Emily Welker, Published March 24 2013
Fargo police credit sensors with helping in graffiti arrests
Fargo police Lt. Joel Vettel said with a string of arrests of serial graffiti suspects over the past year, the department’s investment in a pair of $800 graffiti sensors appears to be paying off.
The sensors detect the fumes from the solvents in the taggers’ spray paints and alert officers and dispatchers via cellphone.
Fargo police have used the sensors since summer 2010, installing them in areas that are common targets for graffiti.
So far, the sensors haven’t caught any taggers in the act, Vettel said, but they have worked fast enough so that responding police have arrived on-scene to find suspects walking or driving away from fresh graffiti.
The taggers caught have been mostly juveniles, but each person’s arrest usually means they’ve solved quite a lot of graffiti cases. In 2012, eight people were charged with graffiti offenses, and all were multiple violations, he said.
The only adult among them, 21-year-old Mitchell Massey, was arrested and charged with four different graffiti episodes in the city. Massey pleaded guilty on Thursday to all four counts of criminal mischief, which is a Class B misdemeanor, and received a suspended sentence, Fargo city prosecutor Jodi Bass said.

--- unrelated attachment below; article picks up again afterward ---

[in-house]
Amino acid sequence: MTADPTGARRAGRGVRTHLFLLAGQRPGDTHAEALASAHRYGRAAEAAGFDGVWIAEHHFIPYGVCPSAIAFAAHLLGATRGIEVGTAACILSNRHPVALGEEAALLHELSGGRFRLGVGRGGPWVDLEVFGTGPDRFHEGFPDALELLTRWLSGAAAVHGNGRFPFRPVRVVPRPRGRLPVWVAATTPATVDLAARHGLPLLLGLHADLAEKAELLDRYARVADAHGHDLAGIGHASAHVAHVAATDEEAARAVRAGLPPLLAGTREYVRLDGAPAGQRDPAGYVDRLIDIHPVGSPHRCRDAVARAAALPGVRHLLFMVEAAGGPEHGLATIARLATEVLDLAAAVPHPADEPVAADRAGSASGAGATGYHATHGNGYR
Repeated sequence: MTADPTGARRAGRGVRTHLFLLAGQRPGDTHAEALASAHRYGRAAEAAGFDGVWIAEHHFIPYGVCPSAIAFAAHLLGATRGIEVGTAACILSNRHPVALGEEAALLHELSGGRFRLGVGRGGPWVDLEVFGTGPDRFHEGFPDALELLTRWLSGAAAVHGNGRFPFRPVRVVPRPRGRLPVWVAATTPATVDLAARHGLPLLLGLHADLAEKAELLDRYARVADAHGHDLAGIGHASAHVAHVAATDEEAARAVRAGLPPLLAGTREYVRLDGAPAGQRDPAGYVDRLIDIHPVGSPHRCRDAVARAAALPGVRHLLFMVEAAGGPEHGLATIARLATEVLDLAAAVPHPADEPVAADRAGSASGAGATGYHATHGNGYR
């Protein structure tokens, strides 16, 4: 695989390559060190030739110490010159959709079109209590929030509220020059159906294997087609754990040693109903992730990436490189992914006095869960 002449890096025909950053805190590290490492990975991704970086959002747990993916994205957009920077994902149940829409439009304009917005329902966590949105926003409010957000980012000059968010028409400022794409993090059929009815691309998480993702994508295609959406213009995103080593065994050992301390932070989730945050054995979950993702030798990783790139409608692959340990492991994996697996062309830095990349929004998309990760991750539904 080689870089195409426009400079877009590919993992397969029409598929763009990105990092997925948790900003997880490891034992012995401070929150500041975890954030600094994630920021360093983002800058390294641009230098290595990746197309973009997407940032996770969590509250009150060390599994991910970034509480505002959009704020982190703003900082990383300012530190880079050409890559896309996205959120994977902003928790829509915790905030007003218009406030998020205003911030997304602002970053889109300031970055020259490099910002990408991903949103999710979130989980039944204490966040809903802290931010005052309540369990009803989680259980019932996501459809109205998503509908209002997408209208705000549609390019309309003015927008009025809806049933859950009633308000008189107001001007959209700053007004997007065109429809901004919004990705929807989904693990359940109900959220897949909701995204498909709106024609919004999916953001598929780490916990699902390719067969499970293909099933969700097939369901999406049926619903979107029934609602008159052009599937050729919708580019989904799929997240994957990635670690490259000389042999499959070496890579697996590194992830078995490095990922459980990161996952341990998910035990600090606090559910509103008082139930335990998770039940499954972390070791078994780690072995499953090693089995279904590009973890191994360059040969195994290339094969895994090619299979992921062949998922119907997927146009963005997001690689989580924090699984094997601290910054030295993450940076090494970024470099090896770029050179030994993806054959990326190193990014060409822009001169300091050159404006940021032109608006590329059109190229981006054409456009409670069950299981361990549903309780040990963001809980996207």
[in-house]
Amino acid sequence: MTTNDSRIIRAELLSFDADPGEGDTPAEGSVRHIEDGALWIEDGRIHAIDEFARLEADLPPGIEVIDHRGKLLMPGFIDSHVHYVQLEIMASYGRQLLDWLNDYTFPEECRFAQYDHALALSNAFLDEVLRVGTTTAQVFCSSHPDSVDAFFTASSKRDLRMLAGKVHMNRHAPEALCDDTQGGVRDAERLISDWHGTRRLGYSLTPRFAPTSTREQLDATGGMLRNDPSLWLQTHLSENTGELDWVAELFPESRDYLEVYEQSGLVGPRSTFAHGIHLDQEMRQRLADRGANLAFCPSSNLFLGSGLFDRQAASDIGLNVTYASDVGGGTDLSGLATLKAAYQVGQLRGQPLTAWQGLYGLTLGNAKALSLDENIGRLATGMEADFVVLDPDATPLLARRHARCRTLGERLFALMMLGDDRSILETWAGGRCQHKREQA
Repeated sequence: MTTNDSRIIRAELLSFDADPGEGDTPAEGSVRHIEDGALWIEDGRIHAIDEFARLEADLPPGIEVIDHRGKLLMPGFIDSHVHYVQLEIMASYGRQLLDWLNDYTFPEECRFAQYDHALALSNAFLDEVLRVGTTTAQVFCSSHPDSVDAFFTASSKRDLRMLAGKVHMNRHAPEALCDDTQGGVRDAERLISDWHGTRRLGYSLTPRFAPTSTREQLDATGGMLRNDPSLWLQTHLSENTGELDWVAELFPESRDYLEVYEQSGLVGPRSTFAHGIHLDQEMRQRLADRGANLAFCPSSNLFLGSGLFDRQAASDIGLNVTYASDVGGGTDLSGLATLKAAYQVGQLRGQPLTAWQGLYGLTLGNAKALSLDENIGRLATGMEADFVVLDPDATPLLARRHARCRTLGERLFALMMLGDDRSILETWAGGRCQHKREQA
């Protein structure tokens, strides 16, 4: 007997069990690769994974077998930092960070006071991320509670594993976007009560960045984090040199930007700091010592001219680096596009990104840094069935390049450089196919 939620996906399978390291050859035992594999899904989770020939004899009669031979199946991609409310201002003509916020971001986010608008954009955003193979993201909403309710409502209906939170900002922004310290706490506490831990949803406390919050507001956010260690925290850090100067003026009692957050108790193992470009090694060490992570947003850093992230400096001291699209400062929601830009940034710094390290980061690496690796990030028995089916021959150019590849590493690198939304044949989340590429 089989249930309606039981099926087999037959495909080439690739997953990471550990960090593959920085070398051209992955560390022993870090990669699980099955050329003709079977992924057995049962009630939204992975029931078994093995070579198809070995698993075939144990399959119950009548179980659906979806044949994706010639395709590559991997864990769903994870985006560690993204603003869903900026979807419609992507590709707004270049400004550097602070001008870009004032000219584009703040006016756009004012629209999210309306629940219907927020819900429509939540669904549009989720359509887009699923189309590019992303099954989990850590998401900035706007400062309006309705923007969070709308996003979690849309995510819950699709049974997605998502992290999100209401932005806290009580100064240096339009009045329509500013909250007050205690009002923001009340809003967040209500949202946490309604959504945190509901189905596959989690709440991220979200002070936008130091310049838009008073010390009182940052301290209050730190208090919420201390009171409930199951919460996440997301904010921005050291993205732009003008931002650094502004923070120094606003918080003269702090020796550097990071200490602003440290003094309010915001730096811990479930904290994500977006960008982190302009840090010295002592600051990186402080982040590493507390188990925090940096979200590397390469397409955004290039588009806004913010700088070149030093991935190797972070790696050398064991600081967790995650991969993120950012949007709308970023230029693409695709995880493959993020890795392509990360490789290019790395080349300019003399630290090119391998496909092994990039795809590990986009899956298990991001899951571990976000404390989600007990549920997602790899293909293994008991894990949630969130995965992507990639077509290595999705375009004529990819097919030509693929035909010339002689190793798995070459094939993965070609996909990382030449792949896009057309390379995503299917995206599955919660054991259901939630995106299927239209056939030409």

It’s a particularly time-sensitive crime to investigate, Vettel said. Elaborate, time-consuming graffiti is rare in the Fargo area, he said. Signature tags that take at most a couple of minutes are more prevalent, and by the time officers arrive, the perpetrators are often long gone.
“Here’s the sad thing – 10 percent of them are doing 80 percent of these tags,” Vettel said. “It’s not one or two times they’re doing it, but 10 or 20 tags.”
Vettel said still cameras installed near graffiti-prone areas such as schools, playgrounds and private businesses that are only open during the day are also helping them cut down on graffiti.
He said the three cameras installed downtown in a stretch along NP Avenue also helped deter taggers from making their mark.
Readers can reach Forum reporter Emily Welker at (701) 241-5541